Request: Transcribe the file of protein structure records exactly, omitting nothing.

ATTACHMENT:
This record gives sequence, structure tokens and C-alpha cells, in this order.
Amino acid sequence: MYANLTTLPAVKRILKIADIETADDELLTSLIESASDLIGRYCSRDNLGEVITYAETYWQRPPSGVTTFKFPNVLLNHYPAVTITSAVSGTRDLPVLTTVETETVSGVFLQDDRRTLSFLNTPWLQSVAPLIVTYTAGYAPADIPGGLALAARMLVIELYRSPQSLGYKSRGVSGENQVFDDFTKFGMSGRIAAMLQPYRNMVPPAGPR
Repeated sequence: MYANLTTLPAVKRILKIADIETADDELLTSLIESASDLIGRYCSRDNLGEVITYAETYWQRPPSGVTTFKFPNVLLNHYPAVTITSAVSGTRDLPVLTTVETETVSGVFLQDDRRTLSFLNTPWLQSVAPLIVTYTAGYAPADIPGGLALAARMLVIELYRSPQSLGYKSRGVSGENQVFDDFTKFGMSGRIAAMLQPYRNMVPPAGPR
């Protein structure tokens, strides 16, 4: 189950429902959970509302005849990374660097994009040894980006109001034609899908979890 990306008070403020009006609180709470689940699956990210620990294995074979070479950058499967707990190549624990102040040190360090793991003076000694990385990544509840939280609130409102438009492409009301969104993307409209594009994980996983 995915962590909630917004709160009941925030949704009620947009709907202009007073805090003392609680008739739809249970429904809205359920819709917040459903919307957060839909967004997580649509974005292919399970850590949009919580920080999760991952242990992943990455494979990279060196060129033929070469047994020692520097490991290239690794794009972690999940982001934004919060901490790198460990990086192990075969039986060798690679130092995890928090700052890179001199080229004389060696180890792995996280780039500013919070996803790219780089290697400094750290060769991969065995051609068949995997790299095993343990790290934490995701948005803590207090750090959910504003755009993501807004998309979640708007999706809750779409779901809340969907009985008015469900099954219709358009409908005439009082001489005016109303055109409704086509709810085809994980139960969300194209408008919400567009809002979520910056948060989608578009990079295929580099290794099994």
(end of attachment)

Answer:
This record gives sequence, structure tokens and C-alpha cells, in this order.
Amino acid sequence: MYANLTTLPAVKRILKIADIETADDELLTSLIESASDLIGRYCSRDNLGEVITYAETYWQRPPSGVTTFKFPNVLLNHYPAVTITSAVSGTRDLPVLTTVETETVSGVFLQDDRRTLSFLNTPWLQSVAPLIVTYTAGYAPADIPGGLALAARMLVIELYRSPQSLGYKSRGVSGENQVFDDFTKFGMSGRIAAMLQPYRNMVPPAGPR
Repeated sequence: MYANLTTLPAVKRILKIADIETADDELLTSLIESASDLIGRYCSRDNLGEVITYAETYWQRPPSGVTTFKFPNVLLNHYPAVTITSAVSGTRDLPVLTTVETETVSGVFLQDDRRTLSFLNTPWLQSVAPLIVTYTAGYAPADIPGGLALAARMLVIELYRSPQSLGYKSRGVSGENQVFDDFTKFGMSGRIAAMLQPYRNMVPPAGPR
């Protein structure tokens, strides 16, 4: 189950429902959970509302005849990374660097994009040894980006109001034609899908979890 990306008070403020009006609180709470689940699956990210620990294995074979070479950058499967707990190549624990102040040190360090793991003076000694990385990544509840939280609130409102438009492409009301969104993307409209594009994980996983 995915962590909630917004709160009941925030949704009620947009709907202009007073805090003392609680008739739809249970429904809205359920819709917040459903919307957060839909967004997580649509974005292919399970850590949009919580920080999760991952242990992943990455494979990279060196060129033929070469047994020692520097490991290239690794794009972690999940982001934004919060901490790198460990990086192990075969039986060798690679130092995890928090700052890179001199080229004389060696180890792995996280780039500013919070996803790219780089290697400094750290060769991969065995051609068949995997790299095993343990790290934490995701948005803590207090750090959910504003755009993501807004998309979640708007999706809750779409779901809340969907009985008015469900099954219709358009409908005439009082001489005016109303055109409704086509709810085809994980139960969300194209408008919400567009809002979520910056948060989608578009990079295929580099290794099994």